Hot Car Deaths: Our Partners in the Fight For Infants’ Lives

Hot car deaths, or the death by heatstroke of infants left behind in cars, happens most often during the hot summer months.  With the arrival of the fall equinox, we can expect to see a rapid drop in the number of tragic infant deaths related to this syndrome; though the danger and the risks still linger long enough to be a cause of concern to parents everywhere. Is there a parent anywhere who reads about another baby dying and doesn’t shudder and hug her child a little closer?

By now, most parents have gotten the message: forgetting a baby in the backseat of a car, may be an involuntary failing of the parent’s working memory due to stress and fatigue. In nearly every case, the investigation concludes that poor parenting was not a contributory factor in the baby’s death. Always, the parent is found to have been under a great deal of pressure (job loss, marital trouble, lack of sleep) which led to the collapse of the brain functions that normally help parents keep track of a quiet sleeping baby in the backseat of the car. A different memory system kicks in, a sort of autopilot setting, and it is this that causes the baby to be left behind in the car.

“This could never happen to us.”

Instead of shaking our heads and thinking, “This could never happen to us,” it’s wiser not to drive with kids in tow while under tremendous stress, and especially not during the hot summer months. For some parents, however, that’s an unrealistic expectation. Most of us aren’t getting enough sleep when our children are young. Many of us are under pressure at work or in our marital relationships. We still have to drive to get where we’re going.

And that’s fine. Drive as much as you like, with or without baby in the backseat. But take precautions.

Leave your purse or your cellphone in the backseat next to baby and install the Kars4Kids Safety App. It’s free, and it can help your working memory kick in (and save your baby’s life). That’s the message we’ve been anxious to spread over the past two (summer) months.

There’s been a reduction in the number of deaths due to hot cars this year. Thus far in 2014, there have been 23 confirmed cases of death due to heatstroke, and another 4 infant deaths pending official rulings by medical examiners (last update, September 11). This is a significant drop in the number of deaths when compared to the 44 deaths due to hot cars which occurred during the summer months of 2013.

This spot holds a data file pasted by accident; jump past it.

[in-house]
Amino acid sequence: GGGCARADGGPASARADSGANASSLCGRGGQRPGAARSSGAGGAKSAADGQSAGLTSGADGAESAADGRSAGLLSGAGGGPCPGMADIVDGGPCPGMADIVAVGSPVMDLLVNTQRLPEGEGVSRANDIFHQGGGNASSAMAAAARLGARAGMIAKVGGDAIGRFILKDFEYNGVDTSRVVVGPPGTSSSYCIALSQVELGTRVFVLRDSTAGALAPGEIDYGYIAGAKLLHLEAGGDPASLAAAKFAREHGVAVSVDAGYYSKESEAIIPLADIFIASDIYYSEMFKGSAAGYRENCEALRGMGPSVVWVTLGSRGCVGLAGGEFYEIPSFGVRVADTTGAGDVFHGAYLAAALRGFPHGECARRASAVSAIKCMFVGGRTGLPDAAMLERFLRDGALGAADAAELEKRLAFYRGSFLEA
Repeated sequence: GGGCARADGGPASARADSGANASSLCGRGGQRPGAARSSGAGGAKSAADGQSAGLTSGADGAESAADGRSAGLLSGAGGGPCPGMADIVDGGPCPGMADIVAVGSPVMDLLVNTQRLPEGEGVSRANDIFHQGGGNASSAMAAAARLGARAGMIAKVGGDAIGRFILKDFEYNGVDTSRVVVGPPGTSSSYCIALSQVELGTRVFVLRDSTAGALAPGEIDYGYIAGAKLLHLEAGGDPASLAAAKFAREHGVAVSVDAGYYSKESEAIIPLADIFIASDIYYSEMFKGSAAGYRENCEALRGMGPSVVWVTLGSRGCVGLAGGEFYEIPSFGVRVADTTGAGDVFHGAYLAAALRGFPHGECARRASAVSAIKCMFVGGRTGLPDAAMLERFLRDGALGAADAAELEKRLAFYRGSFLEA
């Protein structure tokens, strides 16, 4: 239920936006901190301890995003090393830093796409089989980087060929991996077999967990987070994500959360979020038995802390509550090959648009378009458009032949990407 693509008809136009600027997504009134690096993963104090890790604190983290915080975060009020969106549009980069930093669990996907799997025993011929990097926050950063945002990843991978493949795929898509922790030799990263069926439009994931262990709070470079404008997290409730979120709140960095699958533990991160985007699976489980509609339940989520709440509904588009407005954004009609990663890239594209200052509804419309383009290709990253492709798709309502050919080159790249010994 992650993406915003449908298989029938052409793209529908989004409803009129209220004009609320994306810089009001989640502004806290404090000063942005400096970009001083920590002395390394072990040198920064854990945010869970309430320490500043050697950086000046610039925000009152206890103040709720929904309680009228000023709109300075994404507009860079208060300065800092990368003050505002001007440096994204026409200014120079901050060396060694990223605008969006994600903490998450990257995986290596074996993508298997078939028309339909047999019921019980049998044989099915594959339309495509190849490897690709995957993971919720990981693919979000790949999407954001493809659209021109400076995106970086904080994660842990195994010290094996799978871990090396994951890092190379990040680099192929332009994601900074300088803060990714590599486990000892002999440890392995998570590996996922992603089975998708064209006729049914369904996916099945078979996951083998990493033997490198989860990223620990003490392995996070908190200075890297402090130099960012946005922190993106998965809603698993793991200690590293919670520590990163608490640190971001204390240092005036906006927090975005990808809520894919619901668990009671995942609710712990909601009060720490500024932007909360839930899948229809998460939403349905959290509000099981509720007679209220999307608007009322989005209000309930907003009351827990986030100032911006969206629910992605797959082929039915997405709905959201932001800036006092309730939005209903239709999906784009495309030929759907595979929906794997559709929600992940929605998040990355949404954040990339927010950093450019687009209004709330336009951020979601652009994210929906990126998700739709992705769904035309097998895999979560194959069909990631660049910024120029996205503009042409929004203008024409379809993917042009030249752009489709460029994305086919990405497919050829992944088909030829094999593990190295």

There is reason to believe that the drop in the number of deaths is due to the awareness campaign and the precautions that parents are now taking when they drive with precious cargo on board. Various parenting websites have taken an active role in educating parents about hot car deaths and the steps parents can take to prevent this terrible tragedy. Kars4Kids has had some help getting the word out to parents about our free app, and we’d like to take this opportunity to thank some of our many partners in the war against hot car deaths:

Thank you for helping us keep babies safe. Thank you for helping parents avoid an unspeakable tragedy.

Don’t let your baby become a tragic statistic.

Keep her that much safer with the Kars4Kids Safety App, free on Google Play.

Editor’s note: This post was originally published September 21, 2014, and has been completely revised and updated for accuracy and scope.

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About Varda Epstein

Varda Meyers Epstein serves as editor in chief of Kars4Kids Parenting. A native of Pittsburgh, Pennsylvania, Varda is the mother of 12 children and is also a grandmother of 12. Her work has been published in The Washington Post, The Huffington Post, The Learning Site, The eLearning Site, and Internet4Classrooms.